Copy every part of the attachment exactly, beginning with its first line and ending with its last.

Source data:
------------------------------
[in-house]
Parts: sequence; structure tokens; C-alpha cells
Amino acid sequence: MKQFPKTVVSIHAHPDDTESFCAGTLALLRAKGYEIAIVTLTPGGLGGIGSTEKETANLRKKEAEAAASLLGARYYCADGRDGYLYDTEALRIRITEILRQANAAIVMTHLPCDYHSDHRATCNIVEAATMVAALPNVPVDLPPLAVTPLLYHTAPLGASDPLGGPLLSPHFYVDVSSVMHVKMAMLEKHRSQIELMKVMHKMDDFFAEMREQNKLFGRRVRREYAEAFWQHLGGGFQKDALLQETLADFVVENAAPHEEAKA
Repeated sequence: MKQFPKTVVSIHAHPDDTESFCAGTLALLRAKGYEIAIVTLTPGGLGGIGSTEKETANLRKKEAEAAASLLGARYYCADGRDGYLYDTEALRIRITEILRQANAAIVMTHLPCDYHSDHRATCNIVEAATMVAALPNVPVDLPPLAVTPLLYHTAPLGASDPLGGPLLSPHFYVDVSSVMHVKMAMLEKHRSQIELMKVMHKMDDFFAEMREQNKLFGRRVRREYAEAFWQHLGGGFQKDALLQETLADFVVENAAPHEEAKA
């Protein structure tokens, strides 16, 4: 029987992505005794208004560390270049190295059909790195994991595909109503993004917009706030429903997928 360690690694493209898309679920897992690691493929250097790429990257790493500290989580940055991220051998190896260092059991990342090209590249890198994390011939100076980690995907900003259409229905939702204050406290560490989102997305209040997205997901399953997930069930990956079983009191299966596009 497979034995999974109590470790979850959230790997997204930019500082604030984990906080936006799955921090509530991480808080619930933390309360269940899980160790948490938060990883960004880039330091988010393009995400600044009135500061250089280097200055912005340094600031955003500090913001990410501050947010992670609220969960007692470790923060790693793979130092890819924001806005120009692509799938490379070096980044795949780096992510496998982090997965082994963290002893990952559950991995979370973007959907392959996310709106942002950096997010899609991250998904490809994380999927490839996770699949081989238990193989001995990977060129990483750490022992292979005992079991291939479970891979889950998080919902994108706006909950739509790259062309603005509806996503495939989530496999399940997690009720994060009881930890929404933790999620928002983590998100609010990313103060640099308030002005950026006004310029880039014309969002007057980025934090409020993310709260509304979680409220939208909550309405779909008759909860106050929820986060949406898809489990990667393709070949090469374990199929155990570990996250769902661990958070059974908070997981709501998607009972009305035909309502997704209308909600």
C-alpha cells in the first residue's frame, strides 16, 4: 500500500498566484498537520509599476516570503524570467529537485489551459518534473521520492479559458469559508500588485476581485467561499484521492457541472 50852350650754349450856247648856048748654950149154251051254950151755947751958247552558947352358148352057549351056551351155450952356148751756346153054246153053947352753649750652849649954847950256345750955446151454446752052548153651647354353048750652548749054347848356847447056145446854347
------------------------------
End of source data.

[in-house]
Parts: sequence; structure tokens; C-alpha cells
Amino acid sequence: MKQFPKTVVSIHAHPDDTESFCAGTLALLRAKGYEIAIVTLTPGGLGGIGSTEKETANLRKKEAEAAASLLGARYYCADGRDGYLYDTEALRIRITEILRQANAAIVMTHLPCDYHSDHRATCNIVEAATMVAALPNVPVDLPPLAVTPLLYHTAPLGASDPLGGPLLSPHFYVDVSSVMHVKMAMLEKHRSQIELMKVMHKMDDFFAEMREQNKLFGRRVRREYAEAFWQHLGGGFQKDALLQETLADFVVENAAPHEEAKA
Repeated sequence: MKQFPKTVVSIHAHPDDTESFCAGTLALLRAKGYEIAIVTLTPGGLGGIGSTEKETANLRKKEAEAAASLLGARYYCADGRDGYLYDTEALRIRITEILRQANAAIVMTHLPCDYHSDHRATCNIVEAATMVAALPNVPVDLPPLAVTPLLYHTAPLGASDPLGGPLLSPHFYVDVSSVMHVKMAMLEKHRSQIELMKVMHKMDDFFAEMREQNKLFGRRVRREYAEAFWQHLGGGFQKDALLQETLADFVVENAAPHEEAKA
């Protein structure tokens, strides 16, 4: 029987992505005794208004560390270049190295059909790195994991595909109503993004917009706030429903997928 360690690694493209898309679920897992690691493929250097790429990257790493500290989580940055991220051998190896260092059991990342090209590249890198994390011939100076980690995907900003259409229905939702204050406290560490989102997305209040997205997901399953997930069930990956079983009191299966596009 497979034995999974109590470790979850959230790997997204930019500082604030984990906080936006799955921090509530991480808080619930933390309360269940899980160790948490938060990883960004880039330091988010393009995400600044009135500061250089280097200055912005340094600031955003500090913001990410501050947010992670609220969960007692470790923060790693793979130092890819924001806005120009692509799938490379070096980044795949780096992510496998982090997965082994963290002893990952559950991995979370973007959907392959996310709106942002950096997010899609991250998904490809994380999927490839996770699949081989238990193989001995990977060129990483750490022992292979005992079991291939479970891979889950998080919902994108706006909950739509790259062309603005509806996503495939989530496999399940997690009720994060009881930890929404933790999620928002983590998100609010990313103060640099308030002005950026006004310029880039014309969002007057980025934090409020993310709260509304979680409220939208909550309405779909008759909860106050929820986060949406898809489990990667393709070949090469374990199929155990570990996250769902661990958070059974908070997981709501998607009972009305035909309502997704209308909600």
C-alpha cells in the first residue's frame, strides 16, 4: 500500500498566484498537520509599476516570503524570467529537485489551459518534473521520492479559458469559508500588485476581485467561499484521492457541472 50852350650754349450856247648856048748654950149154251051254950151755947751958247552558947352358148352057549351056551351155450952356148751756346153054246153053947352753649750652849649954847950256345750955446151454446752052548153651647354353048750652548749054347848356847447056145446854347